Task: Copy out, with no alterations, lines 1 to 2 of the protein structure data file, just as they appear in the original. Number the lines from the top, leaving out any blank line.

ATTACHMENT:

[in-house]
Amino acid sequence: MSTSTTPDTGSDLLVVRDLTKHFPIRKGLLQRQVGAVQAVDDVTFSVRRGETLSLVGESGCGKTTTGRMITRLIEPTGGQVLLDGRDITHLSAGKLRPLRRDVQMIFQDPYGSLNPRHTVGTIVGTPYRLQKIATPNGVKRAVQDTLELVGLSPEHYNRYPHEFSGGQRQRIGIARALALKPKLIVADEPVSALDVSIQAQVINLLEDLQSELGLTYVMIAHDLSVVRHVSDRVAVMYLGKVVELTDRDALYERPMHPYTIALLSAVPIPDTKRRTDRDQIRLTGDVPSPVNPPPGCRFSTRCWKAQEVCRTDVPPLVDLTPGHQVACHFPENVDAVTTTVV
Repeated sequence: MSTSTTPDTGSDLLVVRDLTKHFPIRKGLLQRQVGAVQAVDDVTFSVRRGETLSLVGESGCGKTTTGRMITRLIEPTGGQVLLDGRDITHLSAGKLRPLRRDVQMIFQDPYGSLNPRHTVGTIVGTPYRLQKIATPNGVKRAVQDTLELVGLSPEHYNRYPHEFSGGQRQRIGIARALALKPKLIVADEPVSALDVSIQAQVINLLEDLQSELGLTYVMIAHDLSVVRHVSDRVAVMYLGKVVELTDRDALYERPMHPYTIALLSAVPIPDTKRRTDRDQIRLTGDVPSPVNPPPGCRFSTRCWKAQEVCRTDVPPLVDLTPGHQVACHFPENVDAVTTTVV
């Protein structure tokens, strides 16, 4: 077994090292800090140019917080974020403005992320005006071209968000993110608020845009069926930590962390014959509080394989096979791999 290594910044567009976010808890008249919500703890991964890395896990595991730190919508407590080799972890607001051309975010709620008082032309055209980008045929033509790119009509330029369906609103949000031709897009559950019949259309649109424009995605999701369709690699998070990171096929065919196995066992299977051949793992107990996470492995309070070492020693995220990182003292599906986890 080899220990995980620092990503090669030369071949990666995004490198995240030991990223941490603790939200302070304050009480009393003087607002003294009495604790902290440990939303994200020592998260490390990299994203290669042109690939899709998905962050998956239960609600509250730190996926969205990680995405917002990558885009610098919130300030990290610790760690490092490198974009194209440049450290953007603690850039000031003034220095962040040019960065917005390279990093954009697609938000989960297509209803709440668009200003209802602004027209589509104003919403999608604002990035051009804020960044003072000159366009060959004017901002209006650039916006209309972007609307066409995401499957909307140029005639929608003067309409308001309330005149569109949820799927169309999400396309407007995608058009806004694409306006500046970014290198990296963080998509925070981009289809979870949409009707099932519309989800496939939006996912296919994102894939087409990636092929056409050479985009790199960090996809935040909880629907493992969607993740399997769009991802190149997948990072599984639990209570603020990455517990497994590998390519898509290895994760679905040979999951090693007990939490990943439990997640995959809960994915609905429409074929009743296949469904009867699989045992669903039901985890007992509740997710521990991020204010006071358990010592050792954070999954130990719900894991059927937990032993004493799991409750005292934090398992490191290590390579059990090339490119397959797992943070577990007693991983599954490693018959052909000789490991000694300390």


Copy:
[in-house]
Amino acid sequence: MSTSTTPDTGSDLLVVRDLTKHFPIRKGLLQRQVGAVQAVDDVTFSVRRGETLSLVGESGCGKTTTGRMITRLIEPTGGQVLLDGRDITHLSAGKLRPLRRDVQMIFQDPYGSLNPRHTVGTIVGTPYRLQKIATPNGVKRAVQDTLELVGLSPEHYNRYPHEFSGGQRQRIGIARALALKPKLIVADEPVSALDVSIQAQVINLLEDLQSELGLTYVMIAHDLSVVRHVSDRVAVMYLGKVVELTDRDALYERPMHPYTIALLSAVPIPDTKRRTDRDQIRLTGDVPSPVNPPPGCRFSTRCWKAQEVCRTDVPPLVDLTPGHQVACHFPENVDAVTTTVV